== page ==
What “The Skincare Con” gets wrong about my relationship with beauty and mental health

When I hit puberty, like so many other adolescent girls, my skin began to rebel against me. I tried every old wives’ tale and skincare hack in the book. Toothpaste, peroxide, baking soda, and cold cream were regular ingredients in my acne-treating concoctions. When those didn’t work, I tried all the creams, gels, and pastes that the pharmacy had to offer. I even tried a few treatments prescribed by my dermatologist — but nothing worked.

My twenties felt more like my teens because of my skin issues. I was certain that I’d always have these problems and I was ashamed of what my broken out face “said” about me.

It wasn’t until my late 20s — when I read an online article about common issues that worsen acne — that I made an incredible discovery. I learned about dermatillomania, a mental disorder characterized by the chronic urge to pick at one’s own skin, often so much so that the skin is repeatedly damaged.

I had dermatillomania.

It made sense. Even as I read the article, I recognized that I was sitting there, unconsciously picking at the blemishes on my face. The issue had never been my acne — which, in retrospect, was pretty normal in severity. The problem was that I was scratching, picking, and probing these imperfections to the extent that they weren’t able to heal. They were being regularly exposed to trauma and irritants, and I didn’t even realize it.

Soon after, I started to see a therapist and I was diagnosed with anxiety and depression. I found that my anxiety triggered the dermatillomania, and my treatment helped to ease it.

However, it wasn’t until I changed my skincare regimen that I really saw an improvement.

I switched to a gentler face wash, began moisturizing regularly, and used soothing face masks and acne patches to minimize my temptation to pick. And it worked! My acne scars faded, my face was brighter, and my monthly breakouts were able to heal and vanish. Skincare gave me back the confidence I didn’t know I’d lost.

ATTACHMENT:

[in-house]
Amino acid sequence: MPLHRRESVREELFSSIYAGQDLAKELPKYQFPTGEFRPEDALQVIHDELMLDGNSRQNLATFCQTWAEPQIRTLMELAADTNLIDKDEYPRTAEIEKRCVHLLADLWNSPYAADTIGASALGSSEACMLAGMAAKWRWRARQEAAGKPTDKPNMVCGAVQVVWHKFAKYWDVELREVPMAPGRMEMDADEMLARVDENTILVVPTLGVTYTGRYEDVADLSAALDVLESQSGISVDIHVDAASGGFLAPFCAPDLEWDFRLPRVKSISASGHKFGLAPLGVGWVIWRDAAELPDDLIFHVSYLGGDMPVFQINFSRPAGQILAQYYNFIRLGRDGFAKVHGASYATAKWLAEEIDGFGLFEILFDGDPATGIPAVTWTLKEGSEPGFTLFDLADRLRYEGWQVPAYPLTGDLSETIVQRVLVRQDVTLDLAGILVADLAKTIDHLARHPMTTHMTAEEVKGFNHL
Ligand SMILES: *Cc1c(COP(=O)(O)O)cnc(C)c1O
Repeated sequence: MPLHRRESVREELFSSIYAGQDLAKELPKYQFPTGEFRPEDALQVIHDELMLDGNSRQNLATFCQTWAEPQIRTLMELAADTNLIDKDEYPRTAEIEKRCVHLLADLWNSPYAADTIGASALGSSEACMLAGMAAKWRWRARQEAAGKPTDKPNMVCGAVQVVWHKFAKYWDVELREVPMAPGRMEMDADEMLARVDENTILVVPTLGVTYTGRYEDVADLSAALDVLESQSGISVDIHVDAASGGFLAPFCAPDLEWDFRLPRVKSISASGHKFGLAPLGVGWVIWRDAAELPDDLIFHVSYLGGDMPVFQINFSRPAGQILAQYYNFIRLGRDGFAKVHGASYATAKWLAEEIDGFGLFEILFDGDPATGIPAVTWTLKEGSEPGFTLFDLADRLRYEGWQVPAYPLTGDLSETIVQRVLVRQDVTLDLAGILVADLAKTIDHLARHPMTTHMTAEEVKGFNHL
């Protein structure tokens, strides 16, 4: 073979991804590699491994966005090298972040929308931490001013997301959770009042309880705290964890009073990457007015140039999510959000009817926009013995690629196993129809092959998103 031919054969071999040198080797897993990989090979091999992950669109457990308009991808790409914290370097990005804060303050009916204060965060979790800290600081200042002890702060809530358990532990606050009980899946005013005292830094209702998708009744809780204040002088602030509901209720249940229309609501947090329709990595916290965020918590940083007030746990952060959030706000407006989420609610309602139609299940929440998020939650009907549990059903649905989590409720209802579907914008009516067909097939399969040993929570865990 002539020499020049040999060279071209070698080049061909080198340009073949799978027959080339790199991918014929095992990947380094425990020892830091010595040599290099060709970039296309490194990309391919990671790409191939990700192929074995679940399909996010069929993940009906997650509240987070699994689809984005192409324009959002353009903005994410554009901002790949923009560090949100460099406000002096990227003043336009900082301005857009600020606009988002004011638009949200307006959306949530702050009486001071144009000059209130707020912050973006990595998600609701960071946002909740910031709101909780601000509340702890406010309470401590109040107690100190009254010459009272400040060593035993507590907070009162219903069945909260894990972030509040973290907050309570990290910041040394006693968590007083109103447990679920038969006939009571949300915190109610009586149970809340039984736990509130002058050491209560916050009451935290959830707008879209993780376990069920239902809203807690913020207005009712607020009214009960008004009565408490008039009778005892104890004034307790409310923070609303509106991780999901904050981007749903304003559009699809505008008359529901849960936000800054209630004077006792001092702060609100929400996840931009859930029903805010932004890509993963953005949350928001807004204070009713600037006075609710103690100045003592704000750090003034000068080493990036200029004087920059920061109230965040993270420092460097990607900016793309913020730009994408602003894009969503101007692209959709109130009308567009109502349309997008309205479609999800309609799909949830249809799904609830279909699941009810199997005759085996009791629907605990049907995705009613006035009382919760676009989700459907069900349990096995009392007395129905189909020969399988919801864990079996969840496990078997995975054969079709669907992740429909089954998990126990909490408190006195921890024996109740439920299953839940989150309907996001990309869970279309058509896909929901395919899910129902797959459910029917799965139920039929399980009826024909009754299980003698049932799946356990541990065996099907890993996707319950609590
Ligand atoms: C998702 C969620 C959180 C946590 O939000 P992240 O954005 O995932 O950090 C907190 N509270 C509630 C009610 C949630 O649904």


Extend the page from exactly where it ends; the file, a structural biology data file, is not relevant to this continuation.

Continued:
In short, skincare changed my life.


So when I saw the piece entitled “The Skincare Con” on The Outline, I was more than a little miffed.

The frankly condescending piece is a look at our supposedly blind addiction to skincare and how the beauty industry takes advantage of consumers. Claiming it’s common to find groups of devotees who “brag about spending most of their paycheck on serums” and that a study found “no one really knew what moisturizer even did,” the article paints those who have an interest in skin care as vapid and ill-informed.

There are other strange points in this piece — such as when the writer seems to be questioning the value of soap and the gendered naming of the word “pimple” from “nipple” — but the main takeaway is the belittlement of beauty enthusiasts.

Society has a long history of belittling things that women enjoy.

“The Skincare Con” takes something beloved by millions of women and names it as problematic for all the wrong reasons. As the article states:

“Those with disposable income would, before we all lost our minds, buy books or art or beautiful shoes or literally anything that gives more pleasure than another useless exfoliant.

However, with a $24 billion a year global skin care industry, it seems that the beauty industry is important to quite a few people — and that’s what truly gives it value. Whether someone uses skincare to tackle a medical condition or to simply enjoy the self-care provided by serums and moisturizers, they don’t need permission to enjoy what they enjoy — just ask HG’s Beauty Editor.

In that spirit, I think I’ll pop on a face mask right now.

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